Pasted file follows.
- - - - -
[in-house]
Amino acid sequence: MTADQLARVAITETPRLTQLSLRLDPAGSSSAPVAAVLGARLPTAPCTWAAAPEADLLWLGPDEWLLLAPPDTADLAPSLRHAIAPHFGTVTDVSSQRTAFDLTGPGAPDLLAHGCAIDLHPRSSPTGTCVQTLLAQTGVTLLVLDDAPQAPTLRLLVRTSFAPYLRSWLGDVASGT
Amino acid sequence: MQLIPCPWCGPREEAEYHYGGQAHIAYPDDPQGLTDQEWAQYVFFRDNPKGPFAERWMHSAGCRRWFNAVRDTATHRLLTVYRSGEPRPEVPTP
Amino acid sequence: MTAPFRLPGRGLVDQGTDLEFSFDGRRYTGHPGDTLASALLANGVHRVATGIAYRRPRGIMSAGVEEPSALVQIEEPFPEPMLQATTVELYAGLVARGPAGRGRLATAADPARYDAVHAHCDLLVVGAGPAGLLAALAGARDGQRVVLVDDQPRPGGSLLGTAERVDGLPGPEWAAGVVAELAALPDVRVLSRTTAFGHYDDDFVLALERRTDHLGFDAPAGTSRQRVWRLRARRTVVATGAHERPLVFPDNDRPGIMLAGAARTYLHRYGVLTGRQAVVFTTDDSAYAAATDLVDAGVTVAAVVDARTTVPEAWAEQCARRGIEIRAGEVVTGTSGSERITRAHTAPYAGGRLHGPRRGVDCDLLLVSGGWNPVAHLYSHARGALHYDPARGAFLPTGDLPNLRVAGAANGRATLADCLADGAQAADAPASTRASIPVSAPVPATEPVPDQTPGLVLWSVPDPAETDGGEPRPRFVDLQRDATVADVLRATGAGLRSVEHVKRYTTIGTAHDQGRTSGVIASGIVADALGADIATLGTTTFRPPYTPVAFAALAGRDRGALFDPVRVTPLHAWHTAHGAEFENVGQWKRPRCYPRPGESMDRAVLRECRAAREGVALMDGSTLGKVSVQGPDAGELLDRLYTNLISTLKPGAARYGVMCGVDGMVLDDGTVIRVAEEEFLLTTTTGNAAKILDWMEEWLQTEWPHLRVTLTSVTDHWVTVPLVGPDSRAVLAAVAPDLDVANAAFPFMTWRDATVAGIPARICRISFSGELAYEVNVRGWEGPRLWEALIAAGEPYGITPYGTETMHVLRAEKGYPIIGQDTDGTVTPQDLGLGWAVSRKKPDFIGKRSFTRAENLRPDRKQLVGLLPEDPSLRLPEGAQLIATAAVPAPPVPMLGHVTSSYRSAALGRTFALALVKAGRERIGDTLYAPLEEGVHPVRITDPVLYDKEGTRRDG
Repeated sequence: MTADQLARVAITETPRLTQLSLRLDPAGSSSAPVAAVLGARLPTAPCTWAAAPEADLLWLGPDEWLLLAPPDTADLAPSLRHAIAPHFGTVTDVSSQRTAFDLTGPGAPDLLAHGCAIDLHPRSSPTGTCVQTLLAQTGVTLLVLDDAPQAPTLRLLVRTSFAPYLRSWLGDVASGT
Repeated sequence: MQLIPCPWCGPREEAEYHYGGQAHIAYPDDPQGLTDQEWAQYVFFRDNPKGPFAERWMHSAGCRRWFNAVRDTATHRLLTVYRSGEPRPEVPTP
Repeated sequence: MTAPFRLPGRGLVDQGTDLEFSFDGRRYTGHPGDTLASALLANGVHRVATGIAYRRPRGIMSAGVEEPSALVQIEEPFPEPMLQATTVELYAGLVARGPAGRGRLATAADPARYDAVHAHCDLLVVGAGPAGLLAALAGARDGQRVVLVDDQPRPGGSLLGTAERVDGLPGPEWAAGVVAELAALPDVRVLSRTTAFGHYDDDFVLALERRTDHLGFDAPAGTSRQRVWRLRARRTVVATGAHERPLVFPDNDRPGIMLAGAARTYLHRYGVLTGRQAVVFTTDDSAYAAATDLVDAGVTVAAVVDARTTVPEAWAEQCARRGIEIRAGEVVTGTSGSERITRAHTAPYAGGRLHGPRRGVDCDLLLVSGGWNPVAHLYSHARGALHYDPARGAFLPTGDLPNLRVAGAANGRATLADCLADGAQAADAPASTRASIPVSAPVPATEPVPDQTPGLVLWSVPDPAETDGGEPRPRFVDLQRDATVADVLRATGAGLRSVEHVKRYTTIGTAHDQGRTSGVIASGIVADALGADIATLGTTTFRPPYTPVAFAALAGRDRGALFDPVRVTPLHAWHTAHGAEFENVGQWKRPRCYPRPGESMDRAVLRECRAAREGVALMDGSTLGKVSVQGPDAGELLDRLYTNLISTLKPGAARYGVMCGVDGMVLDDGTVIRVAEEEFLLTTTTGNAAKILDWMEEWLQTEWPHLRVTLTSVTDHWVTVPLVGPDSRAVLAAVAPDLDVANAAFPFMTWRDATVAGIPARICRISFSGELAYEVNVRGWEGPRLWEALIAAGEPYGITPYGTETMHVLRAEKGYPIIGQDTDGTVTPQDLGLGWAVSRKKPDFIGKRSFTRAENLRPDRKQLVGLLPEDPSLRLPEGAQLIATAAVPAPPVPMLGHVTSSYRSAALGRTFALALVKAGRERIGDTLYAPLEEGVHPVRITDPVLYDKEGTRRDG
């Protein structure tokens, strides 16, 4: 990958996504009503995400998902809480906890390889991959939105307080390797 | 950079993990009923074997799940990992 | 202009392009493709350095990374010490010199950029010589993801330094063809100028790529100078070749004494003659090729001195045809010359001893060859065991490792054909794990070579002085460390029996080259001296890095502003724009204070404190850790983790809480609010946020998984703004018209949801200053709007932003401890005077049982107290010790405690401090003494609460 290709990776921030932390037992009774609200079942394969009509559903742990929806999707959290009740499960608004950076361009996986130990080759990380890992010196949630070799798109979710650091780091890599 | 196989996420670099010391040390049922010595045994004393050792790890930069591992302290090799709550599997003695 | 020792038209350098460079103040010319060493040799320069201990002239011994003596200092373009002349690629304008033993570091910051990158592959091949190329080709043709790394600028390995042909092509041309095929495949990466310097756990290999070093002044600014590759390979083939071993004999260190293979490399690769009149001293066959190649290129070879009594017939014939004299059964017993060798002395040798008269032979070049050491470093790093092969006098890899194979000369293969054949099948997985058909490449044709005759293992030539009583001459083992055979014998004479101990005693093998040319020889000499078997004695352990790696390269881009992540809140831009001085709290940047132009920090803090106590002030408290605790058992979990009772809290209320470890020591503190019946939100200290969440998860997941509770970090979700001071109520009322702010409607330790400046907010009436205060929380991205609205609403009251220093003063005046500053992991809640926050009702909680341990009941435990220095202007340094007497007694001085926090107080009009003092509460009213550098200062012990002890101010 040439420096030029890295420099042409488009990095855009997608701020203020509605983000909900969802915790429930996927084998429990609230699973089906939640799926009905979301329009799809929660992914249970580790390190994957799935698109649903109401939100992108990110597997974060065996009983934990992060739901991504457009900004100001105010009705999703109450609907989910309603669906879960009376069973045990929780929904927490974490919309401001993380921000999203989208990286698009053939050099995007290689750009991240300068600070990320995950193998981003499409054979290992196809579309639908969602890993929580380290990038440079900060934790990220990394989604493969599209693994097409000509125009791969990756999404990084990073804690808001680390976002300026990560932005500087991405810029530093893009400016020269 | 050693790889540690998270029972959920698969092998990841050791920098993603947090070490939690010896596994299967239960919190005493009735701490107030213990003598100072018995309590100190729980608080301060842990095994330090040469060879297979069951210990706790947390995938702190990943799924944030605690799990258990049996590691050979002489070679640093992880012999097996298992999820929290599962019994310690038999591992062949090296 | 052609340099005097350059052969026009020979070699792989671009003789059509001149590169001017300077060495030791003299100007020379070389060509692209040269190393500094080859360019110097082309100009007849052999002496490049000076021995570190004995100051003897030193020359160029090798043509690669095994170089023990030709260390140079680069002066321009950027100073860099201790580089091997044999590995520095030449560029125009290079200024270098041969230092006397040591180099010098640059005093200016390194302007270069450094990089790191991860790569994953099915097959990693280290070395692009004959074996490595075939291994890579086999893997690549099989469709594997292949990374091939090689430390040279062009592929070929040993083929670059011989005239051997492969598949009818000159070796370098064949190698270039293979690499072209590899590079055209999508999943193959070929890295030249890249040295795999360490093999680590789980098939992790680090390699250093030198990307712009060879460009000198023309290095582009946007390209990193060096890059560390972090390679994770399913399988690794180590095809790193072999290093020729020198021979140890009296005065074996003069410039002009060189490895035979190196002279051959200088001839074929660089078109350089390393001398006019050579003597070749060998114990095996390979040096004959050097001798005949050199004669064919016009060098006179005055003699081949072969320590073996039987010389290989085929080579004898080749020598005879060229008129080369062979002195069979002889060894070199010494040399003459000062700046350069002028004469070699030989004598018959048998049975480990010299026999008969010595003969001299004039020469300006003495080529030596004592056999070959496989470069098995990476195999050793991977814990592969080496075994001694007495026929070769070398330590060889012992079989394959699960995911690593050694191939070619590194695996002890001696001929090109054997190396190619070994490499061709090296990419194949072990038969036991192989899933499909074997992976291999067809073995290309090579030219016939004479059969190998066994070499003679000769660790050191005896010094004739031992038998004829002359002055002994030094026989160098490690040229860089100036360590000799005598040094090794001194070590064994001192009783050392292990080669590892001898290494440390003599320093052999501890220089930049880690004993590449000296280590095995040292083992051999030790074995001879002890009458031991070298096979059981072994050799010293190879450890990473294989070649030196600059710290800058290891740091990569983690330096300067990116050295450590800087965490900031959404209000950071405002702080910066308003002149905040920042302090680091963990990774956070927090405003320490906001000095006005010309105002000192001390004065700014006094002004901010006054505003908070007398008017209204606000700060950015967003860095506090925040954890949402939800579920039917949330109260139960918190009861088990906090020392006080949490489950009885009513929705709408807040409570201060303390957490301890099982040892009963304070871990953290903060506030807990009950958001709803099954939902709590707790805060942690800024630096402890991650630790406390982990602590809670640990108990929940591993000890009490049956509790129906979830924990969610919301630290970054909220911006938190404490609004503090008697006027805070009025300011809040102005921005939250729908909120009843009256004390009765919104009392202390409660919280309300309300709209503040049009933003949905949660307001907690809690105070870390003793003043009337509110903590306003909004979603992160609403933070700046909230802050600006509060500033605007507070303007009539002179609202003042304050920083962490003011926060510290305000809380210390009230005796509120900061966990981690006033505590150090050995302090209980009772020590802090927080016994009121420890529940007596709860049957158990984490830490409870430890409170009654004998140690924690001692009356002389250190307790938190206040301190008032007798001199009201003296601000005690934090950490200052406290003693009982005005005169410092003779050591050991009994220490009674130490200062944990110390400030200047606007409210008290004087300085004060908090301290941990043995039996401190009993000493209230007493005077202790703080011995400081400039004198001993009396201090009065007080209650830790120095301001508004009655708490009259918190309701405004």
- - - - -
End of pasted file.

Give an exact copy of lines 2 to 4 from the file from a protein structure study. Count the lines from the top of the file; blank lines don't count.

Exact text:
Amino acid sequence: MTADQLARVAITETPRLTQLSLRLDPAGSSSAPVAAVLGARLPTAPCTWAAAPEADLLWLGPDEWLLLAPPDTADLAPSLRHAIAPHFGTVTDVSSQRTAFDLTGPGAPDLLAHGCAIDLHPRSSPTGTCVQTLLAQTGVTLLVLDDAPQAPTLRLLVRTSFAPYLRSWLGDVASGT
Amino acid sequence: MQLIPCPWCGPREEAEYHYGGQAHIAYPDDPQGLTDQEWAQYVFFRDNPKGPFAERWMHSAGCRRWFNAVRDTATHRLLTVYRSGEPRPEVPTP
Amino acid sequence: MTAPFRLPGRGLVDQGTDLEFSFDGRRYTGHPGDTLASALLANGVHRVATGIAYRRPRGIMSAGVEEPSALVQIEEPFPEPMLQATTVELYAGLVARGPAGRGRLATAADPARYDAVHAHCDLLVVGAGPAGLLAALAGARDGQRVVLVDDQPRPGGSLLGTAERVDGLPGPEWAAGVVAELAALPDVRVLSRTTAFGHYDDDFVLALERRTDHLGFDAPAGTSRQRVWRLRARRTVVATGAHERPLVFPDNDRPGIMLAGAARTYLHRYGVLTGRQAVVFTTDDSAYAAATDLVDAGVTVAAVVDARTTVPEAWAEQCARRGIEIRAGEVVTGTSGSERITRAHTAPYAGGRLHGPRRGVDCDLLLVSGGWNPVAHLYSHARGALHYDPARGAFLPTGDLPNLRVAGAANGRATLADCLADGAQAADAPASTRASIPVSAPVPATEPVPDQTPGLVLWSVPDPAETDGGEPRPRFVDLQRDATVADVLRATGAGLRSVEHVKRYTTIGTAHDQGRTSGVIASGIVADALGADIATLGTTTFRPPYTPVAFAALAGRDRGALFDPVRVTPLHAWHTAHGAEFENVGQWKRPRCYPRPGESMDRAVLRECRAAREGVALMDGSTLGKVSVQGPDAGELLDRLYTNLISTLKPGAARYGVMCGVDGMVLDDGTVIRVAEEEFLLTTTTGNAAKILDWMEEWLQTEWPHLRVTLTSVTDHWVTVPLVGPDSRAVLAAVAPDLDVANAAFPFMTWRDATVAGIPARICRISFSGELAYEVNVRGWEGPRLWEALIAAGEPYGITPYGTETMHVLRAEKGYPIIGQDTDGTVTPQDLGLGWAVSRKKPDFIGKRSFTRAENLRPDRKQLVGLLPEDPSLRLPEGAQLIATAAVPAPPVPMLGHVTSSYRSAALGRTFALALVKAGRERIGDTLYAPLEEGVHPVRITDPVLYDKEGTRRDG